Intuition serves as a crucial starting point, yet our failure to engage in reasoned discourse about moral principles leads to collective suffering as a species (5A). It is inadequate to simply presume that morality derives solely from intuition, and thus, claim objectivity. To truly understand what morality entails and strives for the most ethical world possible, we must employ reason. Reason becomes the indispensable tool in unraveling the complexities of morality and charting a course towards achieving a more morally enlightened global society (5B).
It would be remiss not to acknowledge that a significant majority of moral intuitions revolve around a central predicate—well-being. The primal foundation of most people's instincts regarding what is right or wrong, good or bad, seems intricately linked to the impact on well-being. It appears that considerations of harm or promotion of well-being form the core, while other aspects are often added ad hoc, almost as afterthoughts (5C).
A noteworthy observation before progressing is that intuitions are not fixed; they evolve with the growth of society. Our contemporary intuitions affirm the acceptability of being gay, condemn slavery, reject child marriage, and assert the equality of women to men (except for some fundamentally religious individuals). This societal progress influences the intuitions people develop, shaped by socio-economic backgrounds and, notably, religious beliefs (5D). It's this very evolution that explains the ongoing debates among fundamentalist Muslims and Christians who still contest the morality of homosexuality and the equality of women (6A).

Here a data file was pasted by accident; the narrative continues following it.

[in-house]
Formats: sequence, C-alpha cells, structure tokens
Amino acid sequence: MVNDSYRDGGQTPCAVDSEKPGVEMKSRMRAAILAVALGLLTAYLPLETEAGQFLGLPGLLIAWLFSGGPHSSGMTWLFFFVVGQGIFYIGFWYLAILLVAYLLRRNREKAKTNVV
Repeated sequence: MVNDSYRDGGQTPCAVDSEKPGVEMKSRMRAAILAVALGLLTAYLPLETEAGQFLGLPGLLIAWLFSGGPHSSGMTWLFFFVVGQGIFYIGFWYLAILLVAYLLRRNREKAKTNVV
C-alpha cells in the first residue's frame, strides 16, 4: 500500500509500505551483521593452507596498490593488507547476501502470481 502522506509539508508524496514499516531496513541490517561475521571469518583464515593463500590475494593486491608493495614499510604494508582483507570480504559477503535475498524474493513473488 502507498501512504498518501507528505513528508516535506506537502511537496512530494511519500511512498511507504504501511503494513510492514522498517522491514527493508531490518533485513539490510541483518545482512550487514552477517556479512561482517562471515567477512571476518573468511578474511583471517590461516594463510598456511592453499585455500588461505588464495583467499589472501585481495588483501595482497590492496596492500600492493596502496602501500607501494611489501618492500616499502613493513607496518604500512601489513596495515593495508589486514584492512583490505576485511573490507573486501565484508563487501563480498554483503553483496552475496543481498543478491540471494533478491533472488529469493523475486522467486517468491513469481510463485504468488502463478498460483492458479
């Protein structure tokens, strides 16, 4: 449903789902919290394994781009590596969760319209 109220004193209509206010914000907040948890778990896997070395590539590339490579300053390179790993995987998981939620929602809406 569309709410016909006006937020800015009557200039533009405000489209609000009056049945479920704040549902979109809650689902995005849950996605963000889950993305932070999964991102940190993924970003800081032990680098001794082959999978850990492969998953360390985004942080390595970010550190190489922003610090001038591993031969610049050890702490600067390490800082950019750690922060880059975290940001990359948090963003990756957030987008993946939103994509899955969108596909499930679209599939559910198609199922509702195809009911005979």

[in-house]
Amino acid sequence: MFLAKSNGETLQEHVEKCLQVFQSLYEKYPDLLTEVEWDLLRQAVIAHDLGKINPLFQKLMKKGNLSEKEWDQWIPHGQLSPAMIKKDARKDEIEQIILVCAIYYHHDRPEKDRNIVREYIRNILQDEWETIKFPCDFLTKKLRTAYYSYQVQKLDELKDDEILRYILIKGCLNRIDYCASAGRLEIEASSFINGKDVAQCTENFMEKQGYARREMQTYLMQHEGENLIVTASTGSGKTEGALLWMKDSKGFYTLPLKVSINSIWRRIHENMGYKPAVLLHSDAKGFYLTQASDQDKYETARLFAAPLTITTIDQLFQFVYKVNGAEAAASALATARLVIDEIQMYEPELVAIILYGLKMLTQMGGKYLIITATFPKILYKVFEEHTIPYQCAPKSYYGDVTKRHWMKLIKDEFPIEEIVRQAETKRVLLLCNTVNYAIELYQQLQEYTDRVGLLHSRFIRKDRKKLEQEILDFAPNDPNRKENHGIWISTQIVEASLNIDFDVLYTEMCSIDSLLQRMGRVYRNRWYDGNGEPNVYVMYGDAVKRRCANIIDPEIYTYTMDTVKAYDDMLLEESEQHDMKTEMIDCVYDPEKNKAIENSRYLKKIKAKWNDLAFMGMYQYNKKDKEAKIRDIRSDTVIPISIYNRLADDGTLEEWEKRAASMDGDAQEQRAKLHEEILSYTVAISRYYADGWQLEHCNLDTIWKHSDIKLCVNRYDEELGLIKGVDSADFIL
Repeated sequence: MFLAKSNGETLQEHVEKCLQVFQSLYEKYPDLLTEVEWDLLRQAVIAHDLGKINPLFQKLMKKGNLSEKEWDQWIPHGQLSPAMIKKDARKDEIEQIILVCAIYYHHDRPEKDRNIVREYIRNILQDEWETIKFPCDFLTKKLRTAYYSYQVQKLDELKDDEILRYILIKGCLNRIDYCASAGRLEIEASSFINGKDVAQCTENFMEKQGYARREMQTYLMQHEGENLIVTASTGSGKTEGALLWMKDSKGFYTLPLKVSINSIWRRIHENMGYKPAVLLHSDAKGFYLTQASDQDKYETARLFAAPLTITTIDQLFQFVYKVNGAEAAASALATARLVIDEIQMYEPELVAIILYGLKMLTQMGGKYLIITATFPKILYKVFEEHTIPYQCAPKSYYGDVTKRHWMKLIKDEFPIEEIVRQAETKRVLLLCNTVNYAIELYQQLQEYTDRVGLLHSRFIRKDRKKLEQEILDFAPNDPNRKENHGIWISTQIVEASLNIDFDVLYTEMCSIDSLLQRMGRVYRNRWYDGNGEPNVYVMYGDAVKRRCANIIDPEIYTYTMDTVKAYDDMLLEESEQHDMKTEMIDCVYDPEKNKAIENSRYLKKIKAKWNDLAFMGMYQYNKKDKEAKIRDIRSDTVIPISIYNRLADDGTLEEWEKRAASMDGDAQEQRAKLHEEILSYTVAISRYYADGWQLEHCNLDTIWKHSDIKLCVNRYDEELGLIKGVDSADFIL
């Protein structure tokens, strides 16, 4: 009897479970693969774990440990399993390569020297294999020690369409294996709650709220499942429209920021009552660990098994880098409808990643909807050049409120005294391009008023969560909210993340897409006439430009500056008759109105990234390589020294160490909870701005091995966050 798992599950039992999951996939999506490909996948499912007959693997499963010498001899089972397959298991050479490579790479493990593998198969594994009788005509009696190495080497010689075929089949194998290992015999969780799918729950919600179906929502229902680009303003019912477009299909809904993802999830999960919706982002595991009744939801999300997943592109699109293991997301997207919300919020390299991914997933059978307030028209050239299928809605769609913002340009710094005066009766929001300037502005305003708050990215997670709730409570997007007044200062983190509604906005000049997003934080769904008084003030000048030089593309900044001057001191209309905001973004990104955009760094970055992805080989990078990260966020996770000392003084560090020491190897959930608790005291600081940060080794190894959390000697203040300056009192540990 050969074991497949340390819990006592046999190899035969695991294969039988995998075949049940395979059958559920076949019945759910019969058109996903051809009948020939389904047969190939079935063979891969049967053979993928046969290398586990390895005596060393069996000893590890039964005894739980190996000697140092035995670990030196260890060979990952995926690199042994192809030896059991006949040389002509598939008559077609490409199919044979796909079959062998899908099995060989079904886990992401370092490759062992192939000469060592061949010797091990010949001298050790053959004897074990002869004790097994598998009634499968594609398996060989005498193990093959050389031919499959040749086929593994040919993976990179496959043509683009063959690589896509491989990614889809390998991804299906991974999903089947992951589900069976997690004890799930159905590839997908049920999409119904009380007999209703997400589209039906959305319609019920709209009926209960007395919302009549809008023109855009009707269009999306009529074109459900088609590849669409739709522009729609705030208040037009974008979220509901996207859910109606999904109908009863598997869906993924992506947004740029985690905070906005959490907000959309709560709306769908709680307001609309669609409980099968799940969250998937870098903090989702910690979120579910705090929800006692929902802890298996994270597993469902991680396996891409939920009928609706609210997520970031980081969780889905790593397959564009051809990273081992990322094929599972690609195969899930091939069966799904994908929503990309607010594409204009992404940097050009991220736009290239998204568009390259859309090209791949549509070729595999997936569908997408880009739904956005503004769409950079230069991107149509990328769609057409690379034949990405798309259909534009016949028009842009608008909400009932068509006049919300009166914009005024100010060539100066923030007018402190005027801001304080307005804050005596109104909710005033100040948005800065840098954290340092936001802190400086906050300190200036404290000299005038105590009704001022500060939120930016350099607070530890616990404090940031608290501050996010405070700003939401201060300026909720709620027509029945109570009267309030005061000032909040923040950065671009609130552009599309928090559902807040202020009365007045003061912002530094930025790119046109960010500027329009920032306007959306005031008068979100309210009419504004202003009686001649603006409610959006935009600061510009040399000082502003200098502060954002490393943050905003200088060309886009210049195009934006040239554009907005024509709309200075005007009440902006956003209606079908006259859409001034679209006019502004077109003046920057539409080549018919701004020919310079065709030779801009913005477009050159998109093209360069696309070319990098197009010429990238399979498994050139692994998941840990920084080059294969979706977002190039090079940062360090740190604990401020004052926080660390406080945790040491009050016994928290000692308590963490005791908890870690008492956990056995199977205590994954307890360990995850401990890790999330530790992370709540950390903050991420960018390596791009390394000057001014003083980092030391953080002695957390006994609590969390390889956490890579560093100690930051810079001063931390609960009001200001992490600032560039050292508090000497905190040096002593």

Before proceeding, I want to emphasize the initial point I made about intuitions—they are inherently subjective. Rooted in each individual's mind for various reasons, the very nature of intuitions being predicated on individual cognition precludes them from being objective. Objectiveness, by definition, entails a stance that is independent of individual minds.
Furthermore, it's essential to note that appealing to mass intuition fundamentally constitutes an appeal to popularity. The fact that everyone seems to share a similar intuition does not inherently render that intuition objective or true. Unity in intuition does not equate to objectivity or inherent truth. All it truly suggests is a shared society and norms of said society (6B).
Let's circle back to the topic of objectivity towards the end of this entry. I want to first explore key points from Monotheism and articulate why the moral framework proposed by these faith traditions not only fail, but cannot be conceived of as objective.
Positing a creator, in my view, does little to further justify the existence of objective morality. Instead, I find the idea of a creator deity to be counterintuitive concerning morals. The actions and commands attributed to the god of the Bible, Torah, and Qur’an often run counter to the moral sensibilities held by many people (6C). It raises questions and challenges rather than providing a clear and unequivocal foundation for an objective morality.
Recently, I penned a two-part series titled "Stealing from God." In the first part, I delineated the perceived worst sins in contrast to what most people consider the greatest wrongs. The second part applied a similar comparison, exploring the Bible's stated prime directive set against the commonly held human perspective. The primary aim was to underscore a fundamental point – if God were the source of morality and the epitome of goodness, there should not exist a situation where its actions and commands are deemed immoral by the very thinking agents it purportedly created (6D).